It is one of those unfathomable mysteries of the universe under which I put the event of my joining Balaji Telefilms. It was my first full time job. I had joined as an Assistant Director which is a glamorous designation bestowed on people who are slightly better than manual laborers. They do this so we can feel good and work harder. Anyways back to the point. No, I was not assisting on any of the saas bahu sagas. I was part of this rather creatively named department called ‘non fiction’ department. This puzzled me. Balaji and non-fiction seemed like antonyms.

The show assigned to me was called Kosmiic Chat. It involved Suneeta Menon. Ekta Kapoor’s personal astrologer talking about astrology and then predicting the future of the guests on the show. It was to be hosted by Simone Singh.

My immediate senior, Rupali, was a curly haired, trim figured, impeccably attired, pixie like woman with a super sarcastic sense of humour. Then there was Anupama, typical Bong – long hair, big eyes, voice dripping with sweetness. She was one of those jhola types, always stressed and hurried like she was making life and death related decisions every two hours.

Ok now lets get down to work… which there was a LOT of! However employee comfort was top priority. We were provided with beds by the management (no, I’m not stoned). We really were. If ever an employee complained of over work, we were told, ‘but we even provide you with beds!’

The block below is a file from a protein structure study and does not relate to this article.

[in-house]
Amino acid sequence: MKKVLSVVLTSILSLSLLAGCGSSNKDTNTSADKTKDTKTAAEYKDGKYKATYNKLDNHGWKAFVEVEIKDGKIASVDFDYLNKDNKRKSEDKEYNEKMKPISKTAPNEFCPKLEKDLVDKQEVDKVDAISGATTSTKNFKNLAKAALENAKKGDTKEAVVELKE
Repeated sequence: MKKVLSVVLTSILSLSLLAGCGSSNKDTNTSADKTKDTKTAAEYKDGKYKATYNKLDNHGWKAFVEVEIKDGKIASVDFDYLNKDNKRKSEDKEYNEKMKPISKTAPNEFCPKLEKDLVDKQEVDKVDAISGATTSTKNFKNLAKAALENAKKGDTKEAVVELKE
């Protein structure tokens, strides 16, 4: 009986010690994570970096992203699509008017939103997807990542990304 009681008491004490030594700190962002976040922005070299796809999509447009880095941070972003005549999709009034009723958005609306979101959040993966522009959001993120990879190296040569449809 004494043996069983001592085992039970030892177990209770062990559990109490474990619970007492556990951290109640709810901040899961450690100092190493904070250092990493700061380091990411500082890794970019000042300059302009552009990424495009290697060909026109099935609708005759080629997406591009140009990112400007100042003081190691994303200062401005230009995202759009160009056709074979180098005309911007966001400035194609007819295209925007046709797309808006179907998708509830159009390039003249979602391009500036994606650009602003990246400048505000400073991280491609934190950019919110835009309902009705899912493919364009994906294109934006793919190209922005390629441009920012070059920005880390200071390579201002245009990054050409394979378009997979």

Her Royal Highness:

Now Ekta is a curious character. Being no mere mortal, as has been proved time and again, Ekta works only at night. The rest of the human race which works during the day has to then stay awake at nights as well till whatever time she deems fit to grant them an audience with her.

I remember my first middle of the night meeting with Ekta:
Rupali and I enter her cabin. Ekta, seated at a huge dining table filled with all kinds of food, is busy devouring a tandoori chicken. She starts discussing the show, the elements she wants etc while the two of us nod. After we nod for the nth time, we are interrupted by an attractive redhead.
Ekta (letting go of the tandoori chicken): hey! You are looking gorgeous!
Redhead (twirling around): isn’t it a lovely color! I got it billed to your account!
Ekta: I’m glad I’m glad! (Turning towards us) doesn’t she look absolutely gorgeous?!
Rupali and I keep up the tradition of nodding like two dements.
(Oh btw, before the meet, one of my colleagues told me, oh you have a meeting with Ekta? Good, she’ll like you…she likes petite chicks. (!!!!)